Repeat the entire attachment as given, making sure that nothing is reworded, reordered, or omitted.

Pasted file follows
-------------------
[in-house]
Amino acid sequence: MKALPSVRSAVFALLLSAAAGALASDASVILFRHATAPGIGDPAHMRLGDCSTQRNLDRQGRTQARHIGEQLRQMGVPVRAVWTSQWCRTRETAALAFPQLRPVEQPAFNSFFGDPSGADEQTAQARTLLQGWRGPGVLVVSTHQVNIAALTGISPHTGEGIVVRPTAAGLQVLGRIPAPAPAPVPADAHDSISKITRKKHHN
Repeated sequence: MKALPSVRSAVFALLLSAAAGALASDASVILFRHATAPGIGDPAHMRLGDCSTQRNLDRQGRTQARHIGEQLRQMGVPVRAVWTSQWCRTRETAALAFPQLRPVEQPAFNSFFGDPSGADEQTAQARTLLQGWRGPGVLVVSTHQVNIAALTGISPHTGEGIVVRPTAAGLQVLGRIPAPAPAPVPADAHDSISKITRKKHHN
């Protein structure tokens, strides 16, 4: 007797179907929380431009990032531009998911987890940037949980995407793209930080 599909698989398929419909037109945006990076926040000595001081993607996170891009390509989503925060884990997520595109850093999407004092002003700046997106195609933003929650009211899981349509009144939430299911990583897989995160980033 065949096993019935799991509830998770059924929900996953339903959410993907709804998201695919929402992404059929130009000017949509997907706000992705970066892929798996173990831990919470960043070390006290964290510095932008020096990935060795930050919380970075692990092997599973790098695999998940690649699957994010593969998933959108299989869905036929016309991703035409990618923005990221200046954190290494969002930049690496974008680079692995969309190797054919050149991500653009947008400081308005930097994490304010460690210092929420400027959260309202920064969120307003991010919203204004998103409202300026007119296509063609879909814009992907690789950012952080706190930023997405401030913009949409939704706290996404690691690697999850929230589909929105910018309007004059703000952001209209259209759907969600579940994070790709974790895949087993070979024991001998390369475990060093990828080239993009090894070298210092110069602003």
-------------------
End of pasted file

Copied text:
[in-house]
Amino acid sequence: MKALPSVRSAVFALLLSAAAGALASDASVILFRHATAPGIGDPAHMRLGDCSTQRNLDRQGRTQARHIGEQLRQMGVPVRAVWTSQWCRTRETAALAFPQLRPVEQPAFNSFFGDPSGADEQTAQARTLLQGWRGPGVLVVSTHQVNIAALTGISPHTGEGIVVRPTAAGLQVLGRIPAPAPAPVPADAHDSISKITRKKHHN
Repeated sequence: MKALPSVRSAVFALLLSAAAGALASDASVILFRHATAPGIGDPAHMRLGDCSTQRNLDRQGRTQARHIGEQLRQMGVPVRAVWTSQWCRTRETAALAFPQLRPVEQPAFNSFFGDPSGADEQTAQARTLLQGWRGPGVLVVSTHQVNIAALTGISPHTGEGIVVRPTAAGLQVLGRIPAPAPAPVPADAHDSISKITRKKHHN
């Protein structure tokens, strides 16, 4: 007797179907929380431009990032531009998911987890940037949980995407793209930080 599909698989398929419909037109945006990076926040000595001081993607996170891009390509989503925060884990997520595109850093999407004092002003700046997106195609933003929650009211899981349509009144939430299911990583897989995160980033 065949096993019935799991509830998770059924929900996953339903959410993907709804998201695919929402992404059929130009000017949509997907706000992705970066892929798996173990831990919470960043070390006290964290510095932008020096990935060795930050919380970075692990092997599973790098695999998940690649699957994010593969998933959108299989869905036929016309991703035409990618923005990221200046954190290494969002930049690496974008680079692995969309190797054919050149991500653009947008400081308005930097994490304010460690210092929420400027959260309202920064969120307003991010919203204004998103409202300026007119296509063609879909814009992907690789950012952080706190930023997405401030913009949409939704706290996404690691690697999850929230589909929105910018309007004059703000952001209209259209759907969600579940994070790709974790895949087993070979024991001998390369475990060093990828080239993009090894070298210092110069602003």